Thinking small leads to the perfect Mexican beach town
Along the Pacific Coast north of Puerto Vallarta, visitors argue about which beach town is best. Is it one of the more developed towns within shouting distance of Puerto Vallarta, or do you have to head up the coast and farther away from the major resorts, to a place like Rincón de Guayabitos? Or maybe the perfect beach town is somewhere else altogether.
Our goal was to find out. We weren’t looking for a lot: a sandy beach, fresh seafood, a laid-back atmosphere and a genuine taste of Mexico.
We travelled by bus from Guadalajara. We planned to get off at a little town called La Penita and then take a collectivo (a local van or small bus) to Guayabitos – a popular beach destination we’d read about in our guidebook.
But we hadn’t counted on the winding coastal highway. My motion sickness was so bad, I felt too woozy to leave La Penita right away.
That turned out to be just as well. Our brief stopover turned into an eight-day love affair.
La Penita gets only a paragraph in our guidebook. The hardworking neighbour to Guayabitos, it has the bank and post office. At first glance, La Penita is a dusty, unimpressive town. The main street, Emiliano Zapata, is lined with grocery stores, clothing and gift shops, and small restaurants, none of them chic. Some buildings are in disrepair, others are under construction; some of the dirt roads are rutted and look, well, dirty. This isn’t Cape Cod.
But slowly, the place grew on us. As La Penita worked its charms – a friendly chat with one shopkeeper, a smile from a passerby, and an exchange of email addresses with a fellow Canadian visitor – we began to relax and feel at home. Could there be a better beach town? Day after day, we decided to put off the search for just one more day.
And there was, of course, the beach. Most days, there are more pelicans than people on the shore. The beach at the point where Emiliano Zapata St. meets the sand is small, but there’s a wider stretch if you walk north for about 10 minutes.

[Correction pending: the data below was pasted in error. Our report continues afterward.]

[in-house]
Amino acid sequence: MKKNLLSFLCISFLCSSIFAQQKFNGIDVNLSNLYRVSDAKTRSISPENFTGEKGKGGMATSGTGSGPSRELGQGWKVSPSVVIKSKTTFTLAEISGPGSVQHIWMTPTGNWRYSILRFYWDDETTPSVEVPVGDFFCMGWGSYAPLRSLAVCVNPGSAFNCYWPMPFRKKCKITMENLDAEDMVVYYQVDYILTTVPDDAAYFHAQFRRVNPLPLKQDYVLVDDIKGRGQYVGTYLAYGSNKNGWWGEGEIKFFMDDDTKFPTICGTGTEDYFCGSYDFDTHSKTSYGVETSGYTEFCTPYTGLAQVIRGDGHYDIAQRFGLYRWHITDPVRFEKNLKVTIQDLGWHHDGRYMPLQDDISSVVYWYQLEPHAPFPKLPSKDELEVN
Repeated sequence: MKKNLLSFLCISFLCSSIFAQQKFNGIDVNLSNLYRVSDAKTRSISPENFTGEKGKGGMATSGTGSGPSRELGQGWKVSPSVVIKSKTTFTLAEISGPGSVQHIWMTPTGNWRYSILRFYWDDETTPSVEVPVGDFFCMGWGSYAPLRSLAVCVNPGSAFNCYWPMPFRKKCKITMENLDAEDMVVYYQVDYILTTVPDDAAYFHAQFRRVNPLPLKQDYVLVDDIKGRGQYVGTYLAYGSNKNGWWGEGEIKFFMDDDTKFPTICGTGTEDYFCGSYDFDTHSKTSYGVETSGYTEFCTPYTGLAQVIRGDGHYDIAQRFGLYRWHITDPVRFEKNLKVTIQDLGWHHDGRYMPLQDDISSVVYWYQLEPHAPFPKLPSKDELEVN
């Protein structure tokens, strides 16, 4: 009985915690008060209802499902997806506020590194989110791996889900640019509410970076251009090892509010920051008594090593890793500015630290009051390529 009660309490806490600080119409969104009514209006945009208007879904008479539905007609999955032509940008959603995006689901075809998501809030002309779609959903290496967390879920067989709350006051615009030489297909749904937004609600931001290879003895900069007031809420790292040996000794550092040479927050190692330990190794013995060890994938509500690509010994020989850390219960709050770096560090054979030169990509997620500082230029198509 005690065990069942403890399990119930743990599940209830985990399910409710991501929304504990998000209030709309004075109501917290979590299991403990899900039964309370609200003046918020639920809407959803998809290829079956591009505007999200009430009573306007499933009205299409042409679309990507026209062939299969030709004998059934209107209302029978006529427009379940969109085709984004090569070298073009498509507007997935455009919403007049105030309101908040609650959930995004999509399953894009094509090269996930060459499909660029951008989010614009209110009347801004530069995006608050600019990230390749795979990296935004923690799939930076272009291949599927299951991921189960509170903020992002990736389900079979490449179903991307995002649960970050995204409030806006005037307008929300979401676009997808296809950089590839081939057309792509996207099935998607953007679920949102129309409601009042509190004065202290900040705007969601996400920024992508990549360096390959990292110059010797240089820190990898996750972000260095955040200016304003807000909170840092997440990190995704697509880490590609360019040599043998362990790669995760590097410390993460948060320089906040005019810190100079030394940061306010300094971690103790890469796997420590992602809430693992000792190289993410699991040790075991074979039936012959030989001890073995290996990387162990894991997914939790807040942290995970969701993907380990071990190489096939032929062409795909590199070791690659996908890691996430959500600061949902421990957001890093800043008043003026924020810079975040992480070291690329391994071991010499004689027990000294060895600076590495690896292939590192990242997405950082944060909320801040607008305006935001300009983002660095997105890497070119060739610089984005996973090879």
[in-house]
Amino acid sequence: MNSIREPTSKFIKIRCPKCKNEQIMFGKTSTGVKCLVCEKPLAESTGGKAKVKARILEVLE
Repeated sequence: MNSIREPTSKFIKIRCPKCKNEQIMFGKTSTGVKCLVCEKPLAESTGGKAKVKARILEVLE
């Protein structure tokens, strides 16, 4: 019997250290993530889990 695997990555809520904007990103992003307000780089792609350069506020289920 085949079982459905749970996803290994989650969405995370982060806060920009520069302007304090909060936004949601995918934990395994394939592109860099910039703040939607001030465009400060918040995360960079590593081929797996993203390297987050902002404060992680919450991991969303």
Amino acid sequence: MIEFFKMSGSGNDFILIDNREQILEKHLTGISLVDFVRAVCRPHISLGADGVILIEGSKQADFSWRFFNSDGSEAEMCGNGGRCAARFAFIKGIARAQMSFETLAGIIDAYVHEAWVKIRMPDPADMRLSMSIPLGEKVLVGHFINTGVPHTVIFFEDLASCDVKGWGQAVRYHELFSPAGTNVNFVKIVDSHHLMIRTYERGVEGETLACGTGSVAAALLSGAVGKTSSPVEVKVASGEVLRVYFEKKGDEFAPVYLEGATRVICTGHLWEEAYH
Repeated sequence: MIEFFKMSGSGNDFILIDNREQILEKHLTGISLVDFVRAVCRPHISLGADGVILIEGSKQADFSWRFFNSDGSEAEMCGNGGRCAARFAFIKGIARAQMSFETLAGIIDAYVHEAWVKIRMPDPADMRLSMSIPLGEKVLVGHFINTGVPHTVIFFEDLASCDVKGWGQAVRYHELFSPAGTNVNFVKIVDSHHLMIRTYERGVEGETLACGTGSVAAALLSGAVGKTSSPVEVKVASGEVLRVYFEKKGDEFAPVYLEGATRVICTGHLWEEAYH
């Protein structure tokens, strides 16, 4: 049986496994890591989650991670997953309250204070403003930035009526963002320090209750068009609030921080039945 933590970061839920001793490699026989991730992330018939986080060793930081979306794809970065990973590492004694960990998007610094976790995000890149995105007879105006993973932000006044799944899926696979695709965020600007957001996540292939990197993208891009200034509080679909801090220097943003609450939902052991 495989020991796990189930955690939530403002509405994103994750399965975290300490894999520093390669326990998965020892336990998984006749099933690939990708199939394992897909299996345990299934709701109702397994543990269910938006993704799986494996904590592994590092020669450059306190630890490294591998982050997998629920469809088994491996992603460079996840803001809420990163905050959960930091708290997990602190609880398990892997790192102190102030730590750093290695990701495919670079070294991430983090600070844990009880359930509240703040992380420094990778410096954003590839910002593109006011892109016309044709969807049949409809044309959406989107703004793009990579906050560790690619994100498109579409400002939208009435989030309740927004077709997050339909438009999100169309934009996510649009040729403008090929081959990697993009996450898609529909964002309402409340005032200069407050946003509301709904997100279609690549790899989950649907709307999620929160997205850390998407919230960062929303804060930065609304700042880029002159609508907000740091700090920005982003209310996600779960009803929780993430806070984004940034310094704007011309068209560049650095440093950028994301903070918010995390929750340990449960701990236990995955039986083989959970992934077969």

We checked into Bungalows Don Jose, one of several small hotels offering apartments with a bedroom, living room and kitchenette. When we told the manager we might stay a few days, he reduced the nightly rate to $35 U.S.
Days start early in La Penita. The church bells begin ringing at 5:30. Then there are barking dogs, crowing roosters, and guys who drive around town with bullhorns, announcing sales on everything from limes to cooking gas.
It’s not an all-inclusive, but, hey, this is real Mexico.
There are gringos, mostly Canadians and some Americans, almost all from the west coast. Some congregate at Hinde and Jaime Restaurant Bar, a simple place a block from the beach. In the morning they come for Hinde’s Mexican version of an Egg McMuffin. Tequila shots start soon after that.
Another place to find gringos is Hamaca Maya. One of the only shops in town carrying good-quality Mexican crafts (the others carry mostly key chains and ashtrays made of seashells), Hamaca Maya is owned by Hala Hazzi. The Egyptian-born Hazzi, who also lived in Montreal, discovered this part of the world in the 1980s, when she worked for Canadian Holidays.
Hazzi has travelled across Mexico in search of merchandise for her store. Still, she insists there’s no place like La Penita. “There are none of the manicured lawns of the five-star resorts. But what there is here is a human heart and human spirit,” she said.